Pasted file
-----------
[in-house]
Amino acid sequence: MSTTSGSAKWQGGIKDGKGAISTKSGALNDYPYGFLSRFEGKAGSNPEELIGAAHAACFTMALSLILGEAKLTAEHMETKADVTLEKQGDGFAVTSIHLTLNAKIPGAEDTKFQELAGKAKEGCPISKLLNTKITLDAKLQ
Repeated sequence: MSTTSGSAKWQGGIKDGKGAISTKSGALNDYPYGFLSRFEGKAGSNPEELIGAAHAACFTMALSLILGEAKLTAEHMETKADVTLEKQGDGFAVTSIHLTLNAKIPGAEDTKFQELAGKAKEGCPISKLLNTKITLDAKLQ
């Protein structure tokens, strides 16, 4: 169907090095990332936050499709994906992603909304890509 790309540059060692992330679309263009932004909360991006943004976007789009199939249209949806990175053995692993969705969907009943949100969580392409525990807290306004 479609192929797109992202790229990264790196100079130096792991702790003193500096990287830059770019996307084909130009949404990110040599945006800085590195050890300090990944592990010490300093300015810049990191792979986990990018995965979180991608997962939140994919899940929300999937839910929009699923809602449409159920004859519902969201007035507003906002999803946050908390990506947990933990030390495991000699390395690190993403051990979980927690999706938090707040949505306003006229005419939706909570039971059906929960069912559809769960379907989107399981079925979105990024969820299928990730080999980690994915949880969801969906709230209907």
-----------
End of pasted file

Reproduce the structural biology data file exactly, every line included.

[in-house]
Amino acid sequence: MSTTSGSAKWQGGIKDGKGAISTKSGALNDYPYGFLSRFEGKAGSNPEELIGAAHAACFTMALSLILGEAKLTAEHMETKADVTLEKQGDGFAVTSIHLTLNAKIPGAEDTKFQELAGKAKEGCPISKLLNTKITLDAKLQ
Repeated sequence: MSTTSGSAKWQGGIKDGKGAISTKSGALNDYPYGFLSRFEGKAGSNPEELIGAAHAACFTMALSLILGEAKLTAEHMETKADVTLEKQGDGFAVTSIHLTLNAKIPGAEDTKFQELAGKAKEGCPISKLLNTKITLDAKLQ
């Protein structure tokens, strides 16, 4: 169907090095990332936050499709994906992603909304890509 790309540059060692992330679309263009932004909360991006943004976007789009199939249209949806990175053995692993969705969907009943949100969580392409525990807290306004 479609192929797109992202790229990264790196100079130096792991702790003193500096990287830059770019996307084909130009949404990110040599945006800085590195050890300090990944592990010490300093300015810049990191792979986990990018995965979180991608997962939140994919899940929300999937839910929009699923809602449409159920004859519902969201007035507003906002999803946050908390990506947990933990030390495991000699390395690190993403051990979980927690999706938090707040949505306003006229005419939706909570039971059906929960069912559809769960379907989107399981079925979105990024969820299928990730080999980690994915949880969801969906709230209907």